Sounds like a Bible story. Heroic.
349 pages, ★★★★
Greg Mortenson, a nurse by profession and avid mountaineer from the United States, built over 50 schools, mostly for girls, in the challenging Afghanistan/Pakistan border region (Af-Pak).
Every step of this project was difficult. Building materials are hard to find and even harder to transport (much of the timber was lugged up a mountain by hand). Local leaders were averse to educating girls (and Mortenson intended to prioritise girls in his schools); and regular attacks between ethnic groups kept everyone on edge. Despite getting lost, kidnapped, and his passport destroyed, he nonetheless succeeded spectacularly.
Three Cups of Tea feels like an adventure novel throughout. It opens with a lucky plane landing, where the pilot uses a shop-bought GPS navigation system to determine whether they’re heading the right way (and they’re not—they do an about turn and land the plane with seemingly no fuel). Later, on page 179, Mortenson shares his medical experience to save the life of both a new-born baby and its mother in what the locals described as a ‘miracle’. Greg’s remarkable story is written in the third person, which makes it feel like an Indiana Jones adventure story. Some of Mortenson’s achievements even feel Biblical in proportion. (Indeed, many have pipped him for a future Nobel Peace Prize.)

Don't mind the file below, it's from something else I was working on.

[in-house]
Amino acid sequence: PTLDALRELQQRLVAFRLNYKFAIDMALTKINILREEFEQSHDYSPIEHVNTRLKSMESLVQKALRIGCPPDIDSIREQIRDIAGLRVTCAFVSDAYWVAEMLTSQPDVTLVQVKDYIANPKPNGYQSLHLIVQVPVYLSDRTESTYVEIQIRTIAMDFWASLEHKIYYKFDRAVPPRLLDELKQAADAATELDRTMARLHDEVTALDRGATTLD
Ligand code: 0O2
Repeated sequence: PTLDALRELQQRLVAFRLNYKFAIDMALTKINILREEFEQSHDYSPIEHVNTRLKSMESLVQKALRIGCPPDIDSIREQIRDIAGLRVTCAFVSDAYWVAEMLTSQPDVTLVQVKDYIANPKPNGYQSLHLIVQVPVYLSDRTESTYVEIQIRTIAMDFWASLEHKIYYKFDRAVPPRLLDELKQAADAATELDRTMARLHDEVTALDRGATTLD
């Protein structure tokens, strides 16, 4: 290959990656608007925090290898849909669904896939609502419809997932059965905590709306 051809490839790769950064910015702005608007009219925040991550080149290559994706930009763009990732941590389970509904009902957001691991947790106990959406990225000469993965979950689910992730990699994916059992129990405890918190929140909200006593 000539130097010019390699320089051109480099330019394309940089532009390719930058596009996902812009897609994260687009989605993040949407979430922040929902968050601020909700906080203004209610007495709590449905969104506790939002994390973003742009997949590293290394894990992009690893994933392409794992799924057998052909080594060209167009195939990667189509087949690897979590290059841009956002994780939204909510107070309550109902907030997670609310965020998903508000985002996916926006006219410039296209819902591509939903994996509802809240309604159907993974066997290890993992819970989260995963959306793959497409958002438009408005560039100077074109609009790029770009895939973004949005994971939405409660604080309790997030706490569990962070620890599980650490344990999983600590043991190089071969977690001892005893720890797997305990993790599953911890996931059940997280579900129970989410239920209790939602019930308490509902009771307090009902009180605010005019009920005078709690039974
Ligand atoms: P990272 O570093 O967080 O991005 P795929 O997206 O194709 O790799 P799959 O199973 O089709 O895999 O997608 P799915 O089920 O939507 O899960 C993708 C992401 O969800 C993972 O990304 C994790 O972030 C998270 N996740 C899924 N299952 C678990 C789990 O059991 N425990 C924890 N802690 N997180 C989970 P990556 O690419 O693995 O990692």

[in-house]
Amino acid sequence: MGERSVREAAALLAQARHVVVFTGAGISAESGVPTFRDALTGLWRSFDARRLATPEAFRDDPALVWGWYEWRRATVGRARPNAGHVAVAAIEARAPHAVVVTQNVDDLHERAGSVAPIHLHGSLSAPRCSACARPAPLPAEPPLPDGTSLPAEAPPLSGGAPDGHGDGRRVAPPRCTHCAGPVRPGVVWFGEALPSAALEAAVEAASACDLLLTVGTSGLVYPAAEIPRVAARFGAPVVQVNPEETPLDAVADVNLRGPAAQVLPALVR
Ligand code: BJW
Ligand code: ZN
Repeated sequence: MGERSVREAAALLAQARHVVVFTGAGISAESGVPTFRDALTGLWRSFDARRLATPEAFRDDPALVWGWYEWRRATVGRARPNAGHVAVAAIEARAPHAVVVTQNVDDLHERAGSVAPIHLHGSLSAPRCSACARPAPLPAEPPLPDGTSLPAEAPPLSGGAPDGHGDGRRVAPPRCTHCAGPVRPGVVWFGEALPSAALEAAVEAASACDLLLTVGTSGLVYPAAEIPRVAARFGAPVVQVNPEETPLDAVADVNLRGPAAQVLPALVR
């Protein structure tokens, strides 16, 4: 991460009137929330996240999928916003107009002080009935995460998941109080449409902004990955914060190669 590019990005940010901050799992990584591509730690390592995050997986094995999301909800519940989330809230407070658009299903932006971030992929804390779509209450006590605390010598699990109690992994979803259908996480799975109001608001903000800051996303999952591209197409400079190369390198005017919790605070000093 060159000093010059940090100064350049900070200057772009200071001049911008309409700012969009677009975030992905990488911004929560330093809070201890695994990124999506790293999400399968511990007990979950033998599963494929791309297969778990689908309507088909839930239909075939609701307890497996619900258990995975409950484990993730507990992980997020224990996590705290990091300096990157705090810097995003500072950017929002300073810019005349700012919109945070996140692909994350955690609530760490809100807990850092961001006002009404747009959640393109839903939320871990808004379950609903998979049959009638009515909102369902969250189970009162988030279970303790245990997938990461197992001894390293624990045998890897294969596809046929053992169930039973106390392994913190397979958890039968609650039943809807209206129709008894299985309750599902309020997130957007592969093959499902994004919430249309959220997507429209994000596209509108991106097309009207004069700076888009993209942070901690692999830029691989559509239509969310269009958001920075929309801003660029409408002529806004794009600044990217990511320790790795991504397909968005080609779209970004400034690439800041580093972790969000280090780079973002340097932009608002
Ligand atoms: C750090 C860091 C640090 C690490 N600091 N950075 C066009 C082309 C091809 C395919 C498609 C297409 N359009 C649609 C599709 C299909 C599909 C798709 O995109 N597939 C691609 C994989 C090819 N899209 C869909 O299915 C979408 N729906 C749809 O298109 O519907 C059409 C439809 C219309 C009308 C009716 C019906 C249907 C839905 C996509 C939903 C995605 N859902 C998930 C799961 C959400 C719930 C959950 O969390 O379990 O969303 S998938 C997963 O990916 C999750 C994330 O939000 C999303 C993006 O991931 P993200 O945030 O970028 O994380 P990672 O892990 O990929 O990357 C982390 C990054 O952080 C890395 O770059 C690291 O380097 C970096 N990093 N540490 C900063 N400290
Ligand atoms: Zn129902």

Humor is added occasionally. “The British must have had a sense of humour to draw a border across an indefensible wasteland [Af-Pak], Mortenson thought” (page 159). The part where the guard destroyed Mortenson’s passport (“immediately rendering the entire document useless”) is also written with humour.
Jon Krakauer wrote a book exposing “lies and exaggerations” from Three Cups of Tea called Three Cups of Deceit. This is interesting because Three Cups of Tea describes Jon Krakauer as one of the biggest financial supporters of Mortenson’s schools project. He organised fundraising events and sold $25 tickets. Why Krakauer then wrote a book criticising Mortenson’s approach remains a mystery to me. I’ll have to read it and find out. ★★★★